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The RET proto-oncogene encodes a receptor tyrosine kinase for members of the glial cell line-derived neurotrophic factor family of extracellular signalling molecules. RET loss of function mutations are associated with the development of Hirschsprung's disease, while gain of function mutations are associated with the development of various types of human cancer, including medullary thyroid carcinoma, multiple endocrine neoplasias type 2A and 2B, pheochromocytoma and parathyroid hyperplasia.
RET is an abbreviation for "rearranged during transfection", as the DNA sequence of this gene was originally found to be rearranged within a 3T3 fibroblast cell line following its transfection with DNA taken from human lymphoma cells. The human gene RET is localized to chromosome 10 (10q11.2) and contains 21 exons.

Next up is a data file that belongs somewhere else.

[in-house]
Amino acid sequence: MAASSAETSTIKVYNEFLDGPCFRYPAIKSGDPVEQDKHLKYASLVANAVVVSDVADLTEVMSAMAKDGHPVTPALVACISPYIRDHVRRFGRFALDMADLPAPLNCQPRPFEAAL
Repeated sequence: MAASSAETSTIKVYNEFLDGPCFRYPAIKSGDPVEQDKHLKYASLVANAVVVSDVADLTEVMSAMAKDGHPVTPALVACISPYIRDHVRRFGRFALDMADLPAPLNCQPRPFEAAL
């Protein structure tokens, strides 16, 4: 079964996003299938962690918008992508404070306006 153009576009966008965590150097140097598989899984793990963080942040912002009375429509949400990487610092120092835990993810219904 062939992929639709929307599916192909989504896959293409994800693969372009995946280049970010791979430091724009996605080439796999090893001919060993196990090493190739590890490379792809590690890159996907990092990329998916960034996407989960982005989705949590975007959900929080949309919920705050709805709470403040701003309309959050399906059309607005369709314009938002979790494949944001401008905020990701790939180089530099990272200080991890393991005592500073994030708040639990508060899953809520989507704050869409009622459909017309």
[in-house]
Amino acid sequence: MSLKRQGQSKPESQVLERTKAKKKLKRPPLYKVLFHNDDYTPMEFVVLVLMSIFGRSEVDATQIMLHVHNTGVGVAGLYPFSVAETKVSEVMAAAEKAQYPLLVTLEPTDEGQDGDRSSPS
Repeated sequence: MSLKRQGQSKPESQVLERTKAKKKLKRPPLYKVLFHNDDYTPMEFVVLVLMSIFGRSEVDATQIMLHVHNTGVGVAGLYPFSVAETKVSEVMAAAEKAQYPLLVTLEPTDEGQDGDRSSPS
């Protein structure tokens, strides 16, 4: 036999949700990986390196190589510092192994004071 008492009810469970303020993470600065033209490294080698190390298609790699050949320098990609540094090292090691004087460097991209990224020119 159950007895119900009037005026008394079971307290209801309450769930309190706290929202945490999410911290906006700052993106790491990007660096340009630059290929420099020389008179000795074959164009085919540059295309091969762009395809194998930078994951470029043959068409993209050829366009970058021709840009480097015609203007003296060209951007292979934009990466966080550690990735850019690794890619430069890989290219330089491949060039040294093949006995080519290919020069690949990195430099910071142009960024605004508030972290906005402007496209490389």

The natural alternative splicing of the RET gene results in the production of 3 different isoforms of the protein RET. RET51, RET43 and RET9 contain 51, 43 and 9 amino acids in their C-terminal tail respectively. The biological roles of isoforms RET51 and RET9 are the most well studied in-vivo as these are the most common isoforms in which RET occurs.
Common to each isoform is a domain structure. Each protein is divided into three domains: an N-terminal extracellular domain with four cadherin-like repeats and a cysteine-rich region, a hydrophobic transmembrane domain and a cytoplasmic tyrosine kinase domain, which is split by an insertion of 27 amino acids. Within the cytoplasmic tyrosine kinase domain, there are 16 tyrosines (Tyrs) in RET9 and 18 in RET51. Tyr1090 and Tyr1096 are present only in the RET51 isoform.
The extracellular domain of RET contains nine N-glycosylation sites. The fully glycosylated RET protein is reported to have a molecular weight of 170 kDa although it is not clear to which isoform this molecular weight relates.